regime in Kabul. And that very day, I wrote a note to the presi-dent in which I explained to him that in my opinion this aid was going to induce a Soviet military intervention…. Wedidn’t push the Russians to intervene, but we knowingly in-creased the probability that they would….That secret operation was an excellent idea. It had the ef-fect of drawing the Russians into the Afghan trap…. The day that the Soviets officially crossed the border, I wrote to Presi-dent Carter: We now have the opportunity of giving to theUSSR its Vietnam War.
The Carter administration was well aware that in backingthe mujahideen it was supporting forces with reactionary socialgoals, but this was outweighed by its own geopolitical interests.In August 1979, a classified State Department report bluntly asserted that “the United States’ larger interest…would beserved by the demise of the Taraki-Amin regime, despite what-ever setbacks this might mean for future social and economicreforms in Afghanistan.”
That same month, in a stunningdisplay of hypocrisy, State Department spokesperson HoddingCarter piously announced that the U.S. “expect[s] the princi-ple of nonintervention to be respected by all parties in the area,including the Soviet Union.”
The Russian invasion in December was the signal for U.S.support to the Afghan rebels to increase dramatically.
Three weeks after Soviet tanks rolled into Kabul, Carter’s sec-retary of defense, Harold Brown, was in Beijing arranging for a weapons transfer from the Chinese to the CIA-backed Afghanitroops mustered in Pakistan. The Chinese, who were gener-ously compensated for the deal, agreed and even consented tosend military advisers. Brown worked out a similar arrange-ment with Egypt to buy $15 million worth of weapons. “TheU.S. contacted me,” [then-Egyptian president] Anwar Sadatrecalled shortly before his assassination [in 1981]. “They toldme, ‘Please open your stores for us so that we can give the Afghans the armaments they need to fight.’ And I gave themthe armaments. The transport of arms to the Afghans startedfrom Cairo on U.S. planes.”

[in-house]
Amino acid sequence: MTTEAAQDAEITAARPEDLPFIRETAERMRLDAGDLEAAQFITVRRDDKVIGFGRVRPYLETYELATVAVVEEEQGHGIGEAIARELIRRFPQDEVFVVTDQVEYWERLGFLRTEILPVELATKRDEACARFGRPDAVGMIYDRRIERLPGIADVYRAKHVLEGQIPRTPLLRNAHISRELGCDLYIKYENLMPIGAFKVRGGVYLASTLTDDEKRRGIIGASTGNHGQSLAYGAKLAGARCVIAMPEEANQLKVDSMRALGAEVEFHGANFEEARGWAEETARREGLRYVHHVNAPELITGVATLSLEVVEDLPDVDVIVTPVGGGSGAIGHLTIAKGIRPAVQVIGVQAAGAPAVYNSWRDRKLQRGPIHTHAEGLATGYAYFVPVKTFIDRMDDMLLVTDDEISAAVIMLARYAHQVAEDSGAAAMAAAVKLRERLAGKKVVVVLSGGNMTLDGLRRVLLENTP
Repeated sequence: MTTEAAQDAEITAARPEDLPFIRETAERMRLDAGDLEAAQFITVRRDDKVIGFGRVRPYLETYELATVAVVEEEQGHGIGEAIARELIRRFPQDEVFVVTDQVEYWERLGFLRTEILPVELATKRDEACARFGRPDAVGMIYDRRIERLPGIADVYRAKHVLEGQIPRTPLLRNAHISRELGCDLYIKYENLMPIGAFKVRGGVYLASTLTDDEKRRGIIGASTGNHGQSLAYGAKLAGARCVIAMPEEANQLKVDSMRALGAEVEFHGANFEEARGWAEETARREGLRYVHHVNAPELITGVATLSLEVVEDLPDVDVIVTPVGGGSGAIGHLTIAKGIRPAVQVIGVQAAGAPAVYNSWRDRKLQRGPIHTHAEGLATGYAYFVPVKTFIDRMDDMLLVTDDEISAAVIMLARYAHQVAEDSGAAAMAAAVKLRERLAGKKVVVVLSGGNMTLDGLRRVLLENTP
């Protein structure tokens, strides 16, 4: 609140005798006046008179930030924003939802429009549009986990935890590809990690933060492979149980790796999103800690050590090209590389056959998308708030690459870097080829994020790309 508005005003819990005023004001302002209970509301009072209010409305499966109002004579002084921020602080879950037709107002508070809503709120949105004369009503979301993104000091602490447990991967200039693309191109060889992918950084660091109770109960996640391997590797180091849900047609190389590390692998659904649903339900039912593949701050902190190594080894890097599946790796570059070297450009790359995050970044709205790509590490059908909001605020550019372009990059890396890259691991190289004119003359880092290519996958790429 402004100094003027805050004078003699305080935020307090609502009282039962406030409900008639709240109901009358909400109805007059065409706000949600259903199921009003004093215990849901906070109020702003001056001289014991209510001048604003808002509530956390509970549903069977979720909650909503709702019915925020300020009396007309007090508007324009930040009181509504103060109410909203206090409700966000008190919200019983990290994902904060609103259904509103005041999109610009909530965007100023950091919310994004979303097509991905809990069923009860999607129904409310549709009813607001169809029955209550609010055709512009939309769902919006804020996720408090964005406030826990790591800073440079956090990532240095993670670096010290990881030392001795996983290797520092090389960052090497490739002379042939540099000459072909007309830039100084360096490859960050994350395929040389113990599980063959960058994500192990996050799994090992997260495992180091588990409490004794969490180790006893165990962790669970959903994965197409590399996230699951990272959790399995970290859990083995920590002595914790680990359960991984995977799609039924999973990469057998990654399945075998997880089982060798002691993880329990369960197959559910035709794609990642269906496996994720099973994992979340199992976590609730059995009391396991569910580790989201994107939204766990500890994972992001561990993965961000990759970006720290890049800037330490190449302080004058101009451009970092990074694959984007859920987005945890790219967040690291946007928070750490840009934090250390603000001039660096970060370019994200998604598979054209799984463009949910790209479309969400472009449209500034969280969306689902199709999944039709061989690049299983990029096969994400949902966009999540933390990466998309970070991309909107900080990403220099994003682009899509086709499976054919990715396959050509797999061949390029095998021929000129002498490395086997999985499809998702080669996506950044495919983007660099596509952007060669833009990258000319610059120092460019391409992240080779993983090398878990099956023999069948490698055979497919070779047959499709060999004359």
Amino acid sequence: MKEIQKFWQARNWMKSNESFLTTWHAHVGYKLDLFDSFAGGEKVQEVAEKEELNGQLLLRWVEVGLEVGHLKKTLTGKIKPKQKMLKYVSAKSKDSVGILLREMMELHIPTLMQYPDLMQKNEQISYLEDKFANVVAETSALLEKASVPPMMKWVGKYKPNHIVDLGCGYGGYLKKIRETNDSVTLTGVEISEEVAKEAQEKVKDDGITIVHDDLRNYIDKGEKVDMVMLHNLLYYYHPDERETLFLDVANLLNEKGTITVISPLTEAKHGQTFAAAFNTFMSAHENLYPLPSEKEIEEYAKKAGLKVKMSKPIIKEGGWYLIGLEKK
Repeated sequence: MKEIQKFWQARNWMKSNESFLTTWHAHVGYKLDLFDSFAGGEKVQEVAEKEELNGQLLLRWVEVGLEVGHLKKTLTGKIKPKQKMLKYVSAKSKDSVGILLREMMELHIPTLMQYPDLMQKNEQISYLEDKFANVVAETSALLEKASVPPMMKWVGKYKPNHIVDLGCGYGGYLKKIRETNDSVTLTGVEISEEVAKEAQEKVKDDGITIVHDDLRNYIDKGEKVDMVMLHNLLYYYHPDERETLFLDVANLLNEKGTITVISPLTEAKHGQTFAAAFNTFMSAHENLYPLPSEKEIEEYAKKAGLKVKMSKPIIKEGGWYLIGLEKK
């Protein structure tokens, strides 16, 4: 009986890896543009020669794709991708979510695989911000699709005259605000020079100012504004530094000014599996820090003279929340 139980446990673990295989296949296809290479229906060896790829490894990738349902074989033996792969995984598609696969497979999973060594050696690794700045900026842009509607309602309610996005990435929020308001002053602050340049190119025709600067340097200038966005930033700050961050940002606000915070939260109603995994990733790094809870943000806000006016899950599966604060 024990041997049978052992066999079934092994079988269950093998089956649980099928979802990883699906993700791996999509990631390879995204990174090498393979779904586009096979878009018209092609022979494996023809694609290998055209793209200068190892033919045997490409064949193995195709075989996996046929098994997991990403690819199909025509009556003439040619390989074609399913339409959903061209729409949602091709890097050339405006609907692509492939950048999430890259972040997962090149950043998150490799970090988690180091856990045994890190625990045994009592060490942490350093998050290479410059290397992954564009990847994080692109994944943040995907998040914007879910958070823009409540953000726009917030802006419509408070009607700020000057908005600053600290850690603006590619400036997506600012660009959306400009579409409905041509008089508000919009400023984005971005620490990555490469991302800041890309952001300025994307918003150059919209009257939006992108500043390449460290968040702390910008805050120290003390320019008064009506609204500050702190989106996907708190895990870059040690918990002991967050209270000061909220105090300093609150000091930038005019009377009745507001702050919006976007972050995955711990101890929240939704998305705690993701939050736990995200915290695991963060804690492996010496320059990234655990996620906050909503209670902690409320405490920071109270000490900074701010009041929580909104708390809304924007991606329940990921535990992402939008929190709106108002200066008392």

By February 1980, the
reported that the mu- jahideen was receiving arms coming from the U.S. govern-ment.
The objective of the intervention, as spelled out by Brezin-ski, was to trap the Soviets in a long and costly war designed todrain their resources, just as Vietnam had bled the UnitedStates. The high level of civilian casualties that this would cer-tainly entail was considered but set aside. According to onesenior official, “The question here was whether it was morally acceptable that, in order to keep the Soviets off balance, which was the reason for the operation, it was permissible to useother lives for our geopolitical interests.”
Carter’s CIA direc-tor Stansfield Turner answered the question: “I decided I could
NOVEMBER–DECEMBER 2001 INTERNATIONAL SOCIALIST REVIEW
AN INTEGRAL part of CIA intervention in Afghanistan in the 1980s was a huge in-crease in the production of opium andheroin. David Musto, a member of theStrategic Council of Drug Abuse, warnedthe administration that the mujahideen were heavily involved in drug production.“I told the Council that we were going into Afghanistan to support the opium growersin their rebellion against the Soviets.”